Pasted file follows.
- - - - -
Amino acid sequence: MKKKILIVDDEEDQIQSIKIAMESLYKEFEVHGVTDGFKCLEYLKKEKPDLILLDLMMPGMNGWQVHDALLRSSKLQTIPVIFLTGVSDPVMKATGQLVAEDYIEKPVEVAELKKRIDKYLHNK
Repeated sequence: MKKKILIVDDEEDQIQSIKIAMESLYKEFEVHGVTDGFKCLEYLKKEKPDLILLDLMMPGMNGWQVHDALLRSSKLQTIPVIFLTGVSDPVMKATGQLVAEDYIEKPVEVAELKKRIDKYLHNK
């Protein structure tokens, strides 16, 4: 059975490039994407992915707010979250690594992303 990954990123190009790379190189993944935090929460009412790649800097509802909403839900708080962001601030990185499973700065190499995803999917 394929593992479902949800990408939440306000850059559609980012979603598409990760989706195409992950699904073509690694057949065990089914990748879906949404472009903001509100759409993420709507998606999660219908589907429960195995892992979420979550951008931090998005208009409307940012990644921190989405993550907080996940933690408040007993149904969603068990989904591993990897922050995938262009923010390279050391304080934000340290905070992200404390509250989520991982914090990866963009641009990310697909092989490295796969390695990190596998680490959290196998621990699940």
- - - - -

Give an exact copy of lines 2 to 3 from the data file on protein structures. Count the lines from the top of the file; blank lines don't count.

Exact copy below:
Repeated sequence: MKKKILIVDDEEDQIQSIKIAMESLYKEFEVHGVTDGFKCLEYLKKEKPDLILLDLMMPGMNGWQVHDALLRSSKLQTIPVIFLTGVSDPVMKATGQLVAEDYIEKPVEVAELKKRIDKYLHNK
């Protein structure tokens, strides 16, 4: 059975490039994407992915707010979250690594992303 990954990123190009790379190189993944935090929460009412790649800097509802909403839900708080962001601030990185499973700065190499995803999917 394929593992479902949800990408939440306000850059559609980012979603598409990760989706195409992950699904073509690694057949065990089914990748879906949404472009903001509100759409993420709507998606999660219908589907429960195995892992979420979550951008931090998005208009409307940012990644921190989405993550907080996940933690408040007993149904969603068990989904591993990897922050995938262009923010390279050391304080934000340290905070992200404390509250989520991982914090990866963009641009990310697909092989490295796969390695990190596998680490959290196998621990699940």